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Say that I have a list that looks something like the this :

MyList = [1,2,3,4,5,"z","x","c","v","b"]

Now the users inputs : "5z1b3". How would you replace each int/str with its location in the list. I'm thinking of using something like this:

for x in MyList.... if located in list, replace with letter/number with its location.

Not entirely sure how to do it though. Help would be much appreciated.

edit::::: It's something I'm working on and I must use both ints and strs in the list. Also I lied about the output I need. Thanks for mentioning it avarnert. commas between each letter/number in the output would make it work for me. Any ideas how to do it ?

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I don't understand your question. Could you please post the expected output for the given inputs? Also, what is the list in your pseudocode? – inspectorG4dget Sep 16 '13 at 21:36
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Note that the character "5" does not exist anywhere in your list. The fact that the number 5 does is irrelevant; "5" != 5 in Python. – abarnert Sep 16 '13 at 21:43
    
Input would be: 5z1b3, no brackets. I'm expecting the output to be: 45092 – dkentre Sep 16 '13 at 21:49
    
So if MyList had one more element in it, like adding "a" at the end, and the input were 5z1a3, you'd expect 450102? Or maybe 450A2 in hex or something? – abarnert Sep 16 '13 at 21:52
1  
I really doubt you need both ints and strings. It sounds like you'd want '5' instead of 5. – user2357112 Sep 16 '13 at 22:02

Use a list comprehension:

[MyList.index(c) for c in inputstring]

This'll have to scan through MyList for each entry; you could optimize that quite a bit by using a dictionary indexing from character to position; this has the added advantage we can ensure we only have strings as well:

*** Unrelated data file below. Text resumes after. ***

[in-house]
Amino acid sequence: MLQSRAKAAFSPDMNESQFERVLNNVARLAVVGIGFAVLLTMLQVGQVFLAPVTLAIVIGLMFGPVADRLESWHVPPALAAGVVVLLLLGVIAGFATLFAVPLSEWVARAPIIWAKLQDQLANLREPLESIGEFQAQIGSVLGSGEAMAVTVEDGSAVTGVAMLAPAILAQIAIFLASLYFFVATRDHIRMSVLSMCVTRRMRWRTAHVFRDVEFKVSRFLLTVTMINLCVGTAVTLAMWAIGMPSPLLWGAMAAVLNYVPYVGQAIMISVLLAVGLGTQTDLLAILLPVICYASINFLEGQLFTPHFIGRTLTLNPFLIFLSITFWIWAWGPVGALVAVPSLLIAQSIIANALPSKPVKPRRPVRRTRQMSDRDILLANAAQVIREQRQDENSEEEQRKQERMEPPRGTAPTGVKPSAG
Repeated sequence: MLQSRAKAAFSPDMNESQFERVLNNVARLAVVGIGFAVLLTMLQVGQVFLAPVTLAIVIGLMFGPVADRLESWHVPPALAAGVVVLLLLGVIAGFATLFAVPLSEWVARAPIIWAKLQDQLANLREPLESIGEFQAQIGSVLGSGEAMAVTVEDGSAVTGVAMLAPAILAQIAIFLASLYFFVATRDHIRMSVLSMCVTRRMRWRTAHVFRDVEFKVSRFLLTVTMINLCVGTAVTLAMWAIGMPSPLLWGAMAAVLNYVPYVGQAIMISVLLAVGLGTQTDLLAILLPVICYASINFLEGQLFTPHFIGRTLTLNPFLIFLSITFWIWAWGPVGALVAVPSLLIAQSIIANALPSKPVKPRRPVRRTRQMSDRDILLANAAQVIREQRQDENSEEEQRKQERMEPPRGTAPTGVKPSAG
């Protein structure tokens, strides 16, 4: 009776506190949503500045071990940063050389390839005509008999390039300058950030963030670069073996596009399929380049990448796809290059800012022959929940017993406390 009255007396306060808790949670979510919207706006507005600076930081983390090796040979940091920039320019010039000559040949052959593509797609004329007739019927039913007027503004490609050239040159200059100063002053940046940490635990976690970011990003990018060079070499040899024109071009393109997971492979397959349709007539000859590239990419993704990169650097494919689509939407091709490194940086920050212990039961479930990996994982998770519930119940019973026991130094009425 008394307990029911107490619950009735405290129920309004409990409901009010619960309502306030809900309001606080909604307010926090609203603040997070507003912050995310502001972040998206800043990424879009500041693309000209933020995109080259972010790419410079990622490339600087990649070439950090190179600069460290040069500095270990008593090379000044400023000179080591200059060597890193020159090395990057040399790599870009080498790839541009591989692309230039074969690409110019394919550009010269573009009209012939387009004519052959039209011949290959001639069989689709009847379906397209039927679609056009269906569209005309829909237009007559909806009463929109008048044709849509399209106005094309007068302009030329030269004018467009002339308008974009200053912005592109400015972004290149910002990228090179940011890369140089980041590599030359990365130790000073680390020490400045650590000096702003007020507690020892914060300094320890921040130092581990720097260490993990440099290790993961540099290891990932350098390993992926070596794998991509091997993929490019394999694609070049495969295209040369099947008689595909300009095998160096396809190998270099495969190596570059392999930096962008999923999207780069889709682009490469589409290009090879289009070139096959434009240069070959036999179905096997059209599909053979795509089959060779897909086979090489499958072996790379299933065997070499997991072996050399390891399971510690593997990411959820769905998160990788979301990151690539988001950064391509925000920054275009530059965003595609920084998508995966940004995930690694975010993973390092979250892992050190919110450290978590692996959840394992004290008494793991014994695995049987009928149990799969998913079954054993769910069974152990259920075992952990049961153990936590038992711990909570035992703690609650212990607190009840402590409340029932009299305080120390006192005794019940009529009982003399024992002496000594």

index = {str(c): i for i, c in enumerate(MyList)}
[index[c] for c in inputstring]

If you then need a formatted string, turn the indices to strings and join the final output:

index = {str(c): str(i) for i, c in enumerate(MyList)}
','.join([index[c] for c in inputstring])
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I can see this breaking for multiple occurrences of some c – inspectorG4dget Sep 16 '13 at 21:37
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@inspectorG4dget: and what would the expected behaviour be in that case? – Martijn Pieters Sep 16 '13 at 21:38
    
No, since the dict will overwrite to the last occurrence. I would go with list/tuple values that hold all occurrence indices. Then again, I don't really know what OP is asking for - the question is quite underspecified – inspectorG4dget Sep 16 '13 at 21:39
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@inspectorG4dget: But the OP asked for the index in the list, not a list of all of them. His sample doesn't have any duplicates. If you give him [3] when his later code is expecting 3, it's going to break that later code. And even worse if you give him [3, 8]. – abarnert Sep 16 '13 at 21:42
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@inspectorG4dget: "Also I lied about the output I need… between each letter/number in the output would make it work for me." So it's ','.join(…). – abarnert Sep 16 '13 at 22:01

I would go about using the list.index() method. See below for example:

MyList = [MyList.index(chr) for chr in user_input]

EDIT: This however assumes that each character from the user input will be found in MyList, and also that each character in MyList will appear only once.

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You're right, it does! Editing answer now. – Atra Azami Sep 16 '13 at 21:42

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